The taxman says three and a half million people are due a refund, but two million will have to fork out for underpaid tax.
Call for over-65s in work to pay NI
Tory MP Therese Coffey says extra revenue from working pensioners' National Insurance payments could benefit young workers
Pensioners who continue to work should pay National Insurance which could then be passed on as tax breaks to firms who employ young workers, a Tory MP has said.
Therese Coffey said the extra revenue could also be passed on directly to young low-paid workers in the form of a National Insurance holiday.
With the removal of the default retirement age, more people are expected to work for longer but those over 65 who continue in employment do not currently pay National Insurance on their earnings. According to Treasury estimates, up to £2 billion could be raised by changing the rules so pensioners pay NI.
Ms Coffey said the extra revenue could be passed on to under-25s on less than £20,000-a-year. She said it could be worth an extra £375-a-year to an 18-year-old on the minimum wage of £4.98-an-hour, while saving their employer £450. For a 21-year-old, it would be £675 more per year and save the employer £800.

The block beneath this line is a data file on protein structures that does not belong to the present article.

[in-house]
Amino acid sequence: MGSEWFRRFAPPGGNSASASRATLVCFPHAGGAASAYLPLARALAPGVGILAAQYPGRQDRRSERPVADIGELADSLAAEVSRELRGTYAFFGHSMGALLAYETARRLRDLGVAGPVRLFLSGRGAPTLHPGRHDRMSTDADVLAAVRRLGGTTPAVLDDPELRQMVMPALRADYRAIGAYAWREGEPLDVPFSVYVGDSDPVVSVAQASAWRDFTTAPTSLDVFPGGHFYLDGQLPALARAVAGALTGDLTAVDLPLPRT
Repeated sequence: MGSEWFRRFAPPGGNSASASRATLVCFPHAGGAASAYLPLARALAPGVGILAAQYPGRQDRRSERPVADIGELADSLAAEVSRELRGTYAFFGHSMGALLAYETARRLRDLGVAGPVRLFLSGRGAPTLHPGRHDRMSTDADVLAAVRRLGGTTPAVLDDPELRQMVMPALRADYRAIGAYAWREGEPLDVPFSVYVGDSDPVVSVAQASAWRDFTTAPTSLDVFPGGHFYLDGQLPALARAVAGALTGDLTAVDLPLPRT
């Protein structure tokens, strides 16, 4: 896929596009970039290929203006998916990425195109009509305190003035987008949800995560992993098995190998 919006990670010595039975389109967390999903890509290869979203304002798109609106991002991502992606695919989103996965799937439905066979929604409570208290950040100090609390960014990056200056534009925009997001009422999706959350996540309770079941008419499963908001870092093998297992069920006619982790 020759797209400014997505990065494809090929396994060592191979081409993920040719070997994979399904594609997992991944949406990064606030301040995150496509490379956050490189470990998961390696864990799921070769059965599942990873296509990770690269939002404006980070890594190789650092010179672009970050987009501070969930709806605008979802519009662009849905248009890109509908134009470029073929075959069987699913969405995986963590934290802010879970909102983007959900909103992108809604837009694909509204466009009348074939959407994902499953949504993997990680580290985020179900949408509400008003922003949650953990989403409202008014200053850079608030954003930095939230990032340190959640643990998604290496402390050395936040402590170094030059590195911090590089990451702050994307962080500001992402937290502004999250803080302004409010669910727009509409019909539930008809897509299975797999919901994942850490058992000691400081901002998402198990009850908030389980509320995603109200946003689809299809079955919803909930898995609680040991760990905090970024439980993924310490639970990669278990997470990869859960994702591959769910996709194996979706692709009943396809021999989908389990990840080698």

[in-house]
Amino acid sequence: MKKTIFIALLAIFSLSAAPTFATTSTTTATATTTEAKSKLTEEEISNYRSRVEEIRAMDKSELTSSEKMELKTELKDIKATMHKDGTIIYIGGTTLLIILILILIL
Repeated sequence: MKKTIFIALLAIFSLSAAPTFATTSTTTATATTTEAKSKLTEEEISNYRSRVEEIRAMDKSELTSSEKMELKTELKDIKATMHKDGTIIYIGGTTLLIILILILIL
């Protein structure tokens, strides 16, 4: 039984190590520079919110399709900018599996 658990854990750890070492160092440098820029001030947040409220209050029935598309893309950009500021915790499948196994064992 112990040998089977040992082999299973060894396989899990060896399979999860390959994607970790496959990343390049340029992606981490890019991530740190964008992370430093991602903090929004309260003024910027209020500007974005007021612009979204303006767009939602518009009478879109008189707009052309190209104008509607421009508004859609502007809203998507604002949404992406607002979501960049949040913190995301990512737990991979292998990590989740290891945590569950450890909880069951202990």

The backbench MP for Suffolk Coastal said she was hopeful the idea could be adopted, particularly if the Chancellor George Osborne merges Income Tax and National Insurance.
Ms Coffey said: "For those who chose to continue working they are doing the same job and then get a pay rise when they turn 65. One of the things I have found from talking to employers is that they are not so keen to take on young people and this would make it more attractive.
"When they take on somebody with 20 years of experience they are already really productive. I think in this challenging climate they are more likely to go for somebody with experience rather than somebody who is fresh."
Last month, a report by the respected Institute of Fiscal Studies found pensioners have enjoyed the fasting-rising incomes over the past decade.
At the same time, it said, they will shoulder less of the burden of the coalition Government's tax and benefit changes than working age people. It found while pensioners' incomes have risen by 29.4% since 1999, those of non-pensioners' have risen by just 26%.
Ms Coffey made the suggestion as part of a paper called Policy Bites, which has put forward seven proposals the Government could adopt to help businesses grow. Other ideas include building a third and fourth runway at Heathrow Airport, a suggestion from Tory MP Kwasi Kwarteng.
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